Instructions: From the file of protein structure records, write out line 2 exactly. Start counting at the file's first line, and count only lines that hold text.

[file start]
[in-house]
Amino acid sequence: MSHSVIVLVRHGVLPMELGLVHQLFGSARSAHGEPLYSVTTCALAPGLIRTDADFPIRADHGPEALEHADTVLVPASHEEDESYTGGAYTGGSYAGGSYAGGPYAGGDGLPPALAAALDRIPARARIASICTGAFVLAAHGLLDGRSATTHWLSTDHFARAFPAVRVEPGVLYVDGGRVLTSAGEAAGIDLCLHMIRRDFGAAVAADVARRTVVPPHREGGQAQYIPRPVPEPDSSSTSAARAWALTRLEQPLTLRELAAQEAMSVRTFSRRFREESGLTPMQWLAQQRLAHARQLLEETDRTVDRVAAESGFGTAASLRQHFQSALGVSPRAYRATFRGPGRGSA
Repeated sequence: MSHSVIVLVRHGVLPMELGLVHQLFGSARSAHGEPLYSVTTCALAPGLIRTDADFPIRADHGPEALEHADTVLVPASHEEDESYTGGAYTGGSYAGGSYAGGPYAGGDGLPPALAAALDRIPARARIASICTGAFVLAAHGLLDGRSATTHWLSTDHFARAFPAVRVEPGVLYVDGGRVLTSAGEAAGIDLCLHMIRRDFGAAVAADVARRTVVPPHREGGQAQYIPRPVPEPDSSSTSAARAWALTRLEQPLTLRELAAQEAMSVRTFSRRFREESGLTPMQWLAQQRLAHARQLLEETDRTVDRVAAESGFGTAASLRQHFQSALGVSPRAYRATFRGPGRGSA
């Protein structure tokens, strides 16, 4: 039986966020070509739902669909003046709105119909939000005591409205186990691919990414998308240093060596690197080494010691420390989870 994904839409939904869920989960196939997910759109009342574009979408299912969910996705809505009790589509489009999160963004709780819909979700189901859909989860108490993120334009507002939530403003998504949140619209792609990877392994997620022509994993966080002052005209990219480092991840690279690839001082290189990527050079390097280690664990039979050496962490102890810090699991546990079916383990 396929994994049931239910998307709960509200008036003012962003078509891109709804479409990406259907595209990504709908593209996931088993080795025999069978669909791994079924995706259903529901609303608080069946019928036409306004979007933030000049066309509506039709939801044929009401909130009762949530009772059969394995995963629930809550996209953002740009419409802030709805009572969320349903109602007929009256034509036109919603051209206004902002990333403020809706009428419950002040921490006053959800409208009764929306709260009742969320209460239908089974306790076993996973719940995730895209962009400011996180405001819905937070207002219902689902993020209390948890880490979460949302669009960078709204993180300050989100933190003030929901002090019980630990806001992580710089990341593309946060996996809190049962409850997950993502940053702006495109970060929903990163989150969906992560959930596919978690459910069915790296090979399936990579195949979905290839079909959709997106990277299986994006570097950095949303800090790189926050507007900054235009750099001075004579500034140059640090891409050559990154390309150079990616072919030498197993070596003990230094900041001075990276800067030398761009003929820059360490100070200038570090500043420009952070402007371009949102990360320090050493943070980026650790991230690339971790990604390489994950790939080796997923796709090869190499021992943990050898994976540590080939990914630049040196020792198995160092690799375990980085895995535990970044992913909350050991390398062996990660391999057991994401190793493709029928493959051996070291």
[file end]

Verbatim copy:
Amino acid sequence: MSHSVIVLVRHGVLPMELGLVHQLFGSARSAHGEPLYSVTTCALAPGLIRTDADFPIRADHGPEALEHADTVLVPASHEEDESYTGGAYTGGSYAGGSYAGGPYAGGDGLPPALAAALDRIPARARIASICTGAFVLAAHGLLDGRSATTHWLSTDHFARAFPAVRVEPGVLYVDGGRVLTSAGEAAGIDLCLHMIRRDFGAAVAADVARRTVVPPHREGGQAQYIPRPVPEPDSSSTSAARAWALTRLEQPLTLRELAAQEAMSVRTFSRRFREESGLTPMQWLAQQRLAHARQLLEETDRTVDRVAAESGFGTAASLRQHFQSALGVSPRAYRATFRGPGRGSA